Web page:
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August 22, 2014

After spending four years in Ethiopia, my daughters and I returned to the United States for an extended home leave. We are selfishly enjoying the privileges and luxuries of our US American life, but yet the impact of Ethiopia doesn’t vanish that quickly.

The most recent sane-shocking moment has to do with water. The water system in our town is being cleaned, which means that for several days this week we’ve had mineral dense and murky brown water. No one in my home even reacted to the news- we don’t flinch at the color variation and, since we have the resources to get bottled water for drinking, this was not a day stopper.

But then the talk. In nearly every conversation this week, I have heard about the water situation. Parents lament that it is occurring in conjunction with the start of the school year, coaches worry about athlete performance, and friends decline coffee downtown because they don’t know if the coffee was made from bottled or tap water. I agree that it’s inconvenient, but I can’t shake communities with a true water crisis- such as those in my native Pennsylvania that have been impacted by fracking- out of my mind.

Adolescent girls in Ethiopia fetch water

Adolescent girls in Ethiopia fetch water

And of course I think of my most recent humanitarian post in Ethiopia.

In rural Ethiopia, most people collect water from unprotected ponds that they share with animals. Others have access to wells, but often women and girls must walk for miles to reach the nearest well, then reversing their journey with a jug of up to 40 pounds on their backs. Even then, often the well water is contaminated by rainwater that washes in from the surrounding earth.

In my work, I’ve seen how water impacts the lives of girls. In Amhara, Ethiopia I conducted a survey to determine factors that keep girls out of school. All out of school girls said that they cannot go to school because they have too much work to do at home. When I asked what kind of work, all girls mentioned water collecting. In a town in the Southern Nations, Nationalities and People’s Region of Ethiopia, I talked to a group of adolescent girls about school. They noted they miss approximately one week of school a month because of menstruation. When I asked why, they said they do not have enough water in their homes to wash the rags they use as pads. Further, water is so scarce that they tell me it is reserved for cooking- meaning that they can’t wash their hands, bathe and drink water regularly. This further impacts school attendance because they often become sick from lack of hygiene and sanitation, which leads to school absences.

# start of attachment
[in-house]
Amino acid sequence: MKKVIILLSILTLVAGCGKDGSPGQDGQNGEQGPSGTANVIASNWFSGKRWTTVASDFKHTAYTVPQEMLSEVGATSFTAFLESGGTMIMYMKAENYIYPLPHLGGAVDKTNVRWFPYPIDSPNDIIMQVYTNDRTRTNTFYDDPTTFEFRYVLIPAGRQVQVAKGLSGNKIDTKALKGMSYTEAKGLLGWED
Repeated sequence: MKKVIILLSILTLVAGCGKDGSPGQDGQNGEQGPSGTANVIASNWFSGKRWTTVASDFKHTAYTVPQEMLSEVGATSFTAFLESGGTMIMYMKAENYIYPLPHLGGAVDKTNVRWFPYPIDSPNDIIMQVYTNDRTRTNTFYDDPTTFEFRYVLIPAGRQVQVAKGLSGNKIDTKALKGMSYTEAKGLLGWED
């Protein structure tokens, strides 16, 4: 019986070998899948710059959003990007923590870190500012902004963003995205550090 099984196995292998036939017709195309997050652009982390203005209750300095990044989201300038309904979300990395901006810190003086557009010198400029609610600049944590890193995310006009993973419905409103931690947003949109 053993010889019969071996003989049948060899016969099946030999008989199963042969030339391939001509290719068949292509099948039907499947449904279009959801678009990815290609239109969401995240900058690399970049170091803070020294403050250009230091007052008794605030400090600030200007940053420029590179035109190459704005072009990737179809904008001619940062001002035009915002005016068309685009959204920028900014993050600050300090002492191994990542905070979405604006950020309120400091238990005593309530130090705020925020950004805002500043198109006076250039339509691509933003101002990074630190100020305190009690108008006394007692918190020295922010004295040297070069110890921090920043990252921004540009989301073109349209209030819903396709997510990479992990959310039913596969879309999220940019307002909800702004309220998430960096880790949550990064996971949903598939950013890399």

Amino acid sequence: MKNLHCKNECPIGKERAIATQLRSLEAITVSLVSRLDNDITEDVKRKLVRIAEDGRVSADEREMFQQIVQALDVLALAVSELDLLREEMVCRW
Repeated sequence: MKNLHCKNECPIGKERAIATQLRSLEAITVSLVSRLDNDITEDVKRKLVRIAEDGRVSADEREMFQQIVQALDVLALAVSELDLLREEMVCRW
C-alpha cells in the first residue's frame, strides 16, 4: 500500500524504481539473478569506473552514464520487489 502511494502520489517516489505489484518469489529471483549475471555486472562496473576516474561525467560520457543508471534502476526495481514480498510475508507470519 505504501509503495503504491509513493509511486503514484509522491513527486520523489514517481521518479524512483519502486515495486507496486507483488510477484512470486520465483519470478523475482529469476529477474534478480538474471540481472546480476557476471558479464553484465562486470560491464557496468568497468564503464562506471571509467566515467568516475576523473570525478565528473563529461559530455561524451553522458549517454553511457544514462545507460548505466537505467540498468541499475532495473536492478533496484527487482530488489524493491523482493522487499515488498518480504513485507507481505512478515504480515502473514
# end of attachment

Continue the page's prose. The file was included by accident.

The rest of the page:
When a girl is out of school, she is at greater risk for early marriage. The International Center for Research on Women noted that school protects girls from marriage because it provides a safe space and encourages society to see girls as children- and therefore not marriageable (2011, p.14). School provides girls with an education, which ideally leads to the opportunity for girls to select a safe and sustainable livelihood. The interactions with peers and teachers help girls to develop life skills, such as critical thinking and negotiation skills, which they need to navigate the risks of their environment. School is the easiest pathway out of poverty, and yet issues like lack of portable water stand between a girl and the classroom.

Water isn’t just an issue for girls, but all children. The World Health Organization (2013) notes that diarrheal disease is the second leading cause of death for children under five globally, with approximately 760,000 deaths per year. A significant number of these deaths could be avoided by safe drinking water. Lack of portable may contribute specifically to the death of girls: Pregnancy and childbirth are the number one cause of death of

Girl in Ethiopia carrying water. Copyright: WHO/P. Virot.

Girl in Ethiopia carrying water. Copyright: WHO/P. Virot.

adolescent girls in the developing world- and the majority of these pregnancies occur within the context of marriage (UNFPA, 2012). Many of the girls I’ve worked with believed that they would be able to attend school if they didn’t have to fetch water- and if they were in school they could delay marriage, which could save their life.

So I am wading through another week in which I’m physically in the US, but mentally still in the Horn of Africa. I admit that I do look forward to having clear water run out of my tap again. Still, for me the bigger issue is how to move forward toward a world where a human right isn’t a luxury reserved for those of us living in the West.

International Center for Research on Women. (2011). Solutions to end child marriage: What the evidence shows. Washington, DC: Author.

UNFPA. (2012). Motherhood in childhood. New York, NY: Author.

WHO. (2013). Fact sheet 330: Diarrhoeal disease.

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